We all know that Post and Weekend Post were closed by the owners after the government threatened them and the World was reincarnated – this time as the Sowetan we know today. Percy operated in a particular environment in the 1960s, 1970s and the 1980s. He, himself, described the tone of his newspapers as angry. If you read some of his writing about the newspapers he says he accepts the fact that the papers are angry, but “they reflect the anger of my readers”.

He grounded his journalism in his duty to his readers, the majority in this country, to the cause of his writing, to his society – he loved South Africa: he could have remained in exile on any of the occasions he was abroad, but every time he came back.

We might argue that at that time, the South African story was quite simple; you were either against apartheid or you were for it, and everything else flowed from that choice. The South African story today is much more complex.

It is a story of a people, both the erstwhile oppressors as well as the oppressed, trying to pull themselves out of decades of inequality.

It is also a world that has been made much more complex by technology. But we as journalists still have a duty to our readers, to the cause or purpose of our journalism, to our societies, to our people and to our language.

I will concede at this point, as an old craftsman, that it is much more difficult to tell this complex story. It is easier to fall into the groove of corruption, crime… corruption, crime… and miss what in fact is the whole South African story today.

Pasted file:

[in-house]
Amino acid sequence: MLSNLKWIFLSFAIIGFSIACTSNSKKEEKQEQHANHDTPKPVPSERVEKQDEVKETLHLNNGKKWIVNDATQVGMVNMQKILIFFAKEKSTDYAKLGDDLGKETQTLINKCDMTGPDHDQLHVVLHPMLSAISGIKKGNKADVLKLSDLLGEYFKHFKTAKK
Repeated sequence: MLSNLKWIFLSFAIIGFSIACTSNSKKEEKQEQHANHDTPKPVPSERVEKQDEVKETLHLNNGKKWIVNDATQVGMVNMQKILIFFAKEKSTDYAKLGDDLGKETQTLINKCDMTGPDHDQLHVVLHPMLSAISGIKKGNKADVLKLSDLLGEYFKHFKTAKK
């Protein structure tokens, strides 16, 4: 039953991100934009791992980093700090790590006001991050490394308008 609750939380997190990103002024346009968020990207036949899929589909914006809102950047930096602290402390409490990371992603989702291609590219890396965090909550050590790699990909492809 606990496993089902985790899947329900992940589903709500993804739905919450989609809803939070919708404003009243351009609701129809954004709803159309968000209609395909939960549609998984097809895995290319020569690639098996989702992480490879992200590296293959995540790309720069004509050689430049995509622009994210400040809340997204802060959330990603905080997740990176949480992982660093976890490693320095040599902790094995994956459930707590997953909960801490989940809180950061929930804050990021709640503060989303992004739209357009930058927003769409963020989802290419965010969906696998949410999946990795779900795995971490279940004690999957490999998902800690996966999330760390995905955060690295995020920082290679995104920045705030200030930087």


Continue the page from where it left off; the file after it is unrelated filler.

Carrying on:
But do these weaknesses that the industry itself can look into merit some of the threats that are being levelled against it? The answer is obvious: no.

Is the Protection of State Information Bill a threat or does it mean the end of media freedom as we know it now? Again, I say, no. I say no on October 19, when we celebrate our media freedom. We have a constitution that protects us. It is a constitution embraced by all South Africans in 1997.

We might lose one round in Parliament but we still have lots of fighting space until we get to the Constitutional Court.

The role players in the industry are asking for one small item to be included in the bill – a public interest defence clause.

We have a live example in our practice: our Press Code has injunctions on what journalists should or shouldn’t do, but these are always accompanied by a concession in the end – “unless public interest dictates otherwise”.

We believe that the onus to prove the public interest will be on the person claiming that he did whatever he did because of the public interest. The decision on whether it is really in the public interest should be taken by the courts, not by politicians, not by bureaucrats. That is all we are asking for, and we find it difficult to understand why that wasn’t inserted when the bill was sent back to Parliament.

Having said that, today we celebrate because we are free to express ourselves, thanks to the suffering of people like Percy Qoboza.

* Joe Thloloe is the director of the Press Council. This is an edited version of the speech he delivered at Unisa to commemorate the Black Wednesday. Saturday marked the 36th anniversary of the darkest day in South African press history when the World newspaper, its editor Percy Qoboza and other organisations were banned. Qoboza and other journalists, including Thloloe, were subjected to detention without trial, harassments and other forms of torture.

Sunday Independent